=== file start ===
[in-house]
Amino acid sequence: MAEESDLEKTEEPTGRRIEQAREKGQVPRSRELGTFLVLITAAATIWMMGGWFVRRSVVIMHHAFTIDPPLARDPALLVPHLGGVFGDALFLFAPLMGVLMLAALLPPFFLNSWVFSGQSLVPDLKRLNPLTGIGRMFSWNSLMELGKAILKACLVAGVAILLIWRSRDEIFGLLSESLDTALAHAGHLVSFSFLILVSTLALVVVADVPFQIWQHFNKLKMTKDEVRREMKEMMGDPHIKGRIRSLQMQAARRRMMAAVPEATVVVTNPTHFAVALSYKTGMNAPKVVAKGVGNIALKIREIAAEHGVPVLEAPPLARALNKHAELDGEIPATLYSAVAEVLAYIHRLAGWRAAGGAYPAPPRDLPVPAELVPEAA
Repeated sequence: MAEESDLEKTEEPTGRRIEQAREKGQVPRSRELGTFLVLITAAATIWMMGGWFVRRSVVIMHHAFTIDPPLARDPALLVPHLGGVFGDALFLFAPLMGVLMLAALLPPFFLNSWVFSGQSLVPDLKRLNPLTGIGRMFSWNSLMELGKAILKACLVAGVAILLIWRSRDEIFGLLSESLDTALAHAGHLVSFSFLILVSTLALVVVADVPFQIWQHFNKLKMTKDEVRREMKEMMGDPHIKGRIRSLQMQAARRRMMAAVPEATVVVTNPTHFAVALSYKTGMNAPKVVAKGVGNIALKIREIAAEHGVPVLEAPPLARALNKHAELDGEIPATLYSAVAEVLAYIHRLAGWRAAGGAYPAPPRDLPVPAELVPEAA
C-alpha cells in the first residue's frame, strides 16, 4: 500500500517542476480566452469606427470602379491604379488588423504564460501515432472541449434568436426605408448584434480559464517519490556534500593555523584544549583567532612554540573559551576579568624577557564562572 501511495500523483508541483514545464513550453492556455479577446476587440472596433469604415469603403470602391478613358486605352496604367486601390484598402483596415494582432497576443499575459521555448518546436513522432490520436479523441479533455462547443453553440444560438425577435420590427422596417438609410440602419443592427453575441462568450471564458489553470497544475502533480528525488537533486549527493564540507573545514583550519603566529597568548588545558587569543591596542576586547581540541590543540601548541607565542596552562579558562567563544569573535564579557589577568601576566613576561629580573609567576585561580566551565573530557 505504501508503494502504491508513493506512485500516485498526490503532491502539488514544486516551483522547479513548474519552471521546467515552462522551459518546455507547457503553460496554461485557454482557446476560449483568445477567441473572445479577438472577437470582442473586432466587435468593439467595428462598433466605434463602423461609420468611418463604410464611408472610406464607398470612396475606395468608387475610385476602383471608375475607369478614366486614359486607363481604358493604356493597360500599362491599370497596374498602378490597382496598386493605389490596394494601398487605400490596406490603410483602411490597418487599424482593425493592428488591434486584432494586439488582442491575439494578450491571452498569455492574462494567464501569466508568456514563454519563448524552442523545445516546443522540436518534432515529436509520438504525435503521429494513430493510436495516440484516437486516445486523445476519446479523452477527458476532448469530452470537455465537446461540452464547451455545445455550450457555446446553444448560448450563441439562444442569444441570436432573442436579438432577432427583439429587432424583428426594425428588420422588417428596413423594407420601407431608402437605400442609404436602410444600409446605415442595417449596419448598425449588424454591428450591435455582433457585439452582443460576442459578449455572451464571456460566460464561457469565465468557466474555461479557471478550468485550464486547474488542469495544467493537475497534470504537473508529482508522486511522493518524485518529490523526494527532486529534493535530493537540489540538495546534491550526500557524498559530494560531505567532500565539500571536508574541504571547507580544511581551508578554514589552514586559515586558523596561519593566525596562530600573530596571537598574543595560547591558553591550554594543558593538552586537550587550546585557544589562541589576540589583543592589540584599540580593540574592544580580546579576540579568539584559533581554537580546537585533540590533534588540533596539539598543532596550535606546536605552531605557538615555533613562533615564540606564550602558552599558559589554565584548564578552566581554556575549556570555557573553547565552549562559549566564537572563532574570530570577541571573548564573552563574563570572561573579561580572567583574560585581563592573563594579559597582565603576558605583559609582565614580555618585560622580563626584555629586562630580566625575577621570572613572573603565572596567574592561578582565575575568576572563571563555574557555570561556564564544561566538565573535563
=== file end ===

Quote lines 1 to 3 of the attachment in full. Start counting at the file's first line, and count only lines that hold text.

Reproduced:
[in-house]
Amino acid sequence: MAEESDLEKTEEPTGRRIEQAREKGQVPRSRELGTFLVLITAAATIWMMGGWFVRRSVVIMHHAFTIDPPLARDPALLVPHLGGVFGDALFLFAPLMGVLMLAALLPPFFLNSWVFSGQSLVPDLKRLNPLTGIGRMFSWNSLMELGKAILKACLVAGVAILLIWRSRDEIFGLLSESLDTALAHAGHLVSFSFLILVSTLALVVVADVPFQIWQHFNKLKMTKDEVRREMKEMMGDPHIKGRIRSLQMQAARRRMMAAVPEATVVVTNPTHFAVALSYKTGMNAPKVVAKGVGNIALKIREIAAEHGVPVLEAPPLARALNKHAELDGEIPATLYSAVAEVLAYIHRLAGWRAAGGAYPAPPRDLPVPAELVPEAA
Repeated sequence: MAEESDLEKTEEPTGRRIEQAREKGQVPRSRELGTFLVLITAAATIWMMGGWFVRRSVVIMHHAFTIDPPLARDPALLVPHLGGVFGDALFLFAPLMGVLMLAALLPPFFLNSWVFSGQSLVPDLKRLNPLTGIGRMFSWNSLMELGKAILKACLVAGVAILLIWRSRDEIFGLLSESLDTALAHAGHLVSFSFLILVSTLALVVVADVPFQIWQHFNKLKMTKDEVRREMKEMMGDPHIKGRIRSLQMQAARRRMMAAVPEATVVVTNPTHFAVALSYKTGMNAPKVVAKGVGNIALKIREIAAEHGVPVLEAPPLARALNKHAELDGEIPATLYSAVAEVLAYIHRLAGWRAAGGAYPAPPRDLPVPAELVPEAA